A) 23.h5 Re2 I looked at several candidates and possibilities before seeing this as a response. Let's put this idea on hold and look at the other candidates before going any deeper.

B) 23.Rxg6 hxg6 24.Qd4 It seems that black has only one "defense" (if you want to call it that).

24...Qa1+ 25.Kd2 Re2+ 26.Kxe2 Re8+ 27.Kd2 Kf8 28.Qxg7+

There's not much to look at here. Black doesn't have perpetual much less a counter-attack. The black king is exposed and on the run...the black queen is hanging. This is resignable for black.

C) 23.Qd4

This allows some defense and could be more complex. For instance 23...Ne5, although it "could" still be winning for white.

Therefore I chose variation B. My reasoning is the same as the past several days--variation B is more forcing and will definitely win with no complications.

Premium Chessgames Member
  kevin86: I missed this one-BTW,Qd4 is the perfect SECOND move in this combination.
Jul-23-09  YouRang: Not too bad, since Qd4 (threatening Qxg7#) is an obvious try. However, it's foiled because black can block with ...Ne5 and then has counterplay with ...Qa1+.

So, it makes sense to consider taking out the knight via 23.Rxg6!. (Personally speaking, it took me several minutes to make sense, but that's beside the point.)

And after 23...hxg6, then 24.Qd4 becomes a surprisingly difficult mate threat for black to parry, thanks to the pinned f7 pawn. If 24...Qa1+ then 25.Kd2! avoids further checks (or at least helpful ones), and black is hosed.

Premium Chessgames Member
  doubledrooks: I cast my vote for 23. Rxg6, and if 23...hxg6 then 24. Qd4 threatens mate on g7. There seems no way for black to avoid mate or serious loss of material.
Jul-23-09  YouRang: <fgh: One move, which I haven't seen anyone mention yet, is 23. Qa3. It may work, but I'm not completely sure.>

After 23...Qxa3 24.bxa3 isn't white simply worse, being down a couple pawns?

Jul-23-09  Utopian2020: I first looked at 23. Qd4, but saw that Ne5 would make things difficult. However with the rook at g1 available to take out the knight at g6, I examined that move next. It was very easy to see 23. Rxg6, followed by Qd4 was winning. Perhaps, too easy for a Thursday.
Jul-23-09  muralman: Missed M T and W. This one is a good match for my sequential way of thinking. The rook times bishop is obvious if you want to sling the queen in front of the bishop.

Of course, the H pawn must take the rook, as the other is pinned. The white rook has to be taken, or mate ensues.

Jul-23-09  Patriot: <YouRang: <fgh: One move, which I haven't seen anyone mention yet, is 23. Qa3. It may work, but I'm not completely sure.> After 23...Qxa3 24.bxa3 isn't white simply worse, being down a couple pawns?>

This is still tricky. After 23.Qa3 Qxa3 24.bxa3, the threat is 25.h5 Ne5 26.Rde1 (threatening to win a piece) Nd3+? 27.Kd2 Nxd1 28.Rxg7+ Kh8 29.Rxf7+ Kg8 30.Rg7+ Kh8 31.Rg8#.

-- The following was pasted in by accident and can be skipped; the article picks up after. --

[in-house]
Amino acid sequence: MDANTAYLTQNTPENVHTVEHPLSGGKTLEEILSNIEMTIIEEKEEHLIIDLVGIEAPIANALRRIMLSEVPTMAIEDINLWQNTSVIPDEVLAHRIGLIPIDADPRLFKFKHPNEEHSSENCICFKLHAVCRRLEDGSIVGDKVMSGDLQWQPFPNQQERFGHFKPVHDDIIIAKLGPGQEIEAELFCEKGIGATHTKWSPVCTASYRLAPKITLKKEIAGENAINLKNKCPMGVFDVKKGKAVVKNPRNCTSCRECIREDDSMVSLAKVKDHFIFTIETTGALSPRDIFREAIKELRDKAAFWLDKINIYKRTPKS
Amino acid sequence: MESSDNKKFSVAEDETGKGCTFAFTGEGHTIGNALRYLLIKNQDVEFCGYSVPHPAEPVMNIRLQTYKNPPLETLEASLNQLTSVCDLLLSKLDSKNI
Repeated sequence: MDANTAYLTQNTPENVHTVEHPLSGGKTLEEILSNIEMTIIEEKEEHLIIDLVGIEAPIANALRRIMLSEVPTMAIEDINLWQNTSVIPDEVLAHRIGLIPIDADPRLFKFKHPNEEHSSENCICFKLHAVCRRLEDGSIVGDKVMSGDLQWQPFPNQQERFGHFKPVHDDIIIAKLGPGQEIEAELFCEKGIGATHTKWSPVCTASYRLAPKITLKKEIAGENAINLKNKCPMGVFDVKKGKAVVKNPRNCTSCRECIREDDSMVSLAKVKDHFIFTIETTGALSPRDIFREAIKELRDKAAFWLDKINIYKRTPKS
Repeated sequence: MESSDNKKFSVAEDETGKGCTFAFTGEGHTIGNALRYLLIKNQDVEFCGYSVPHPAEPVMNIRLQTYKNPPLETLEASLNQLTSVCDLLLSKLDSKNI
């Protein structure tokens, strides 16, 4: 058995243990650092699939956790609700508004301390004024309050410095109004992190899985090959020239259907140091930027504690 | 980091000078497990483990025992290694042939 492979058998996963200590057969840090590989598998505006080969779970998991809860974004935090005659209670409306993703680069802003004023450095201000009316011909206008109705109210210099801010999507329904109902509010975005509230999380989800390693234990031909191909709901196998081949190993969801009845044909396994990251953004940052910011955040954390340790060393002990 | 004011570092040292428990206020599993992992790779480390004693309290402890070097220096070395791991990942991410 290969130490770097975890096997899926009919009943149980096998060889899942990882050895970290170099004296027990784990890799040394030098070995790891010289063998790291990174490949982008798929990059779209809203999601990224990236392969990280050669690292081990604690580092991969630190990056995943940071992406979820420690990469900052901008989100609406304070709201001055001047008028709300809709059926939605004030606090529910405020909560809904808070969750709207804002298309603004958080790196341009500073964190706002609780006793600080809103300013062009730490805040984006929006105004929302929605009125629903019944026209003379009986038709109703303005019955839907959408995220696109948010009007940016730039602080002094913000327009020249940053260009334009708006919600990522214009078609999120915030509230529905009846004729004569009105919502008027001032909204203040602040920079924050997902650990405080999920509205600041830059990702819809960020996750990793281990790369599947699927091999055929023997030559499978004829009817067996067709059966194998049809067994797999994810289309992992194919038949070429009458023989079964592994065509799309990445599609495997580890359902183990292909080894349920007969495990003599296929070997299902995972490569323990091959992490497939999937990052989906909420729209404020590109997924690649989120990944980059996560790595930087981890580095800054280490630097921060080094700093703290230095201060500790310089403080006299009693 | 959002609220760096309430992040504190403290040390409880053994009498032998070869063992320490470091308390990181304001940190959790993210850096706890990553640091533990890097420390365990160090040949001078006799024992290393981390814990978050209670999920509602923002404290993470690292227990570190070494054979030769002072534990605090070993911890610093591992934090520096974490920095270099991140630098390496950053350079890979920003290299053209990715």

But I think the "threat" is swayed with 26...Ng4.

So maybe 24...Be6 is fine, blunting the d5-bishop. For example: 25.h5 Bxd5 26.cxd5 Ne5 27.Rde1 f6. I will definitely check this later with Fritz.

Jul-23-09  YouRang: <Patriot> You're right, it is trickier than I thought.

After <23...Qxa3 24.bxa3> [diagram]

click for larger view

White has 2 threats: (1) h5 (as you mentioned) and (2) Bb4 winning the exchange.

However, black can parry both threats with 24...Re3!, which (1) buys time against h5 by attacking the bishop, and (2) frees the previously immobile rook on f8.

White can buy that time back, and maintain the h5 threat, by attacking the rook with 25.Bd4, but then black has 25...Rh8, to save the rook and prevent h5.

Premium Chessgames Member
  mig55: Today I found both the solutions! Also Qd4.
Jul-23-09  Patriot: <YouRang>

24...Re3 is a nice find and is best according to Fritz, giving black a 0.68 or so pawn advantage. My idea of 24...Be6 is about a 1 pawn advantage for white!

I think this demonstrates why forcing moves (like 23.Rxg6) should be considered before these quiet type moves (like 23.Qa3).

Quiet moves:

1) Usually require more calculation and precision.

2) Give the opponent more opportunity to defend or counter-attack.

Jul-23-09  OBIT: <David2009>In the "party pooper" line after 24. Rxg7+ Kh8, your idea 25. Qxe5 Rxe5 26. Bxd5 is interesting and looks like a win to me. After your suggestion 26...f6 27 Bxf6 Qa1+ 28 Kd2 Qa5+, White has 29. Ke2 and, son of a gun, Black has no useful checks. Note the cute refutation of 29...Re8+ is 30. Re7+, while the cute refutation to 29...Bg4+ is 30. Rxg4+. This is the kind of stuff you usually see only in composed problems.

When I looked at the party pooper line today, my first impulse was the obvious 25. Rdg1, but 25...Bf5! is an annoying response - now Black threatens Qb1+ as well as Qa1+. Looking for something better, I decided on 25. Qe4:

click for larger view

White threatens mate in one. If Black takes the rook, White can transpose back to the Kxg7 main line with 26. Rg1, but even better is 26. Bxe5+. After 25...Ng6 26. Rxg6+ forces mate. That leaves 25...f5, when 26. Bxe5! Qa1+ (26...fxe5? 27. Rg8#) 27. Kd2 Qa5+ 28. Ke2 and it's over; for example, 28...Rxe5 29. Qxe5 Re8 30. Re7+.

To the folks saying 23. Rxg6 is better than 23. Qd4 because it is simpler: Agreed, but the 23. Qd4 lines are a lot more fun to analyze. :)

Jul-23-09  WhiteRook48: got it here
Premium Chessgames Member
  DarthStapler: Got it
Jul-23-09  gerpm: Enjoyed the puzzle.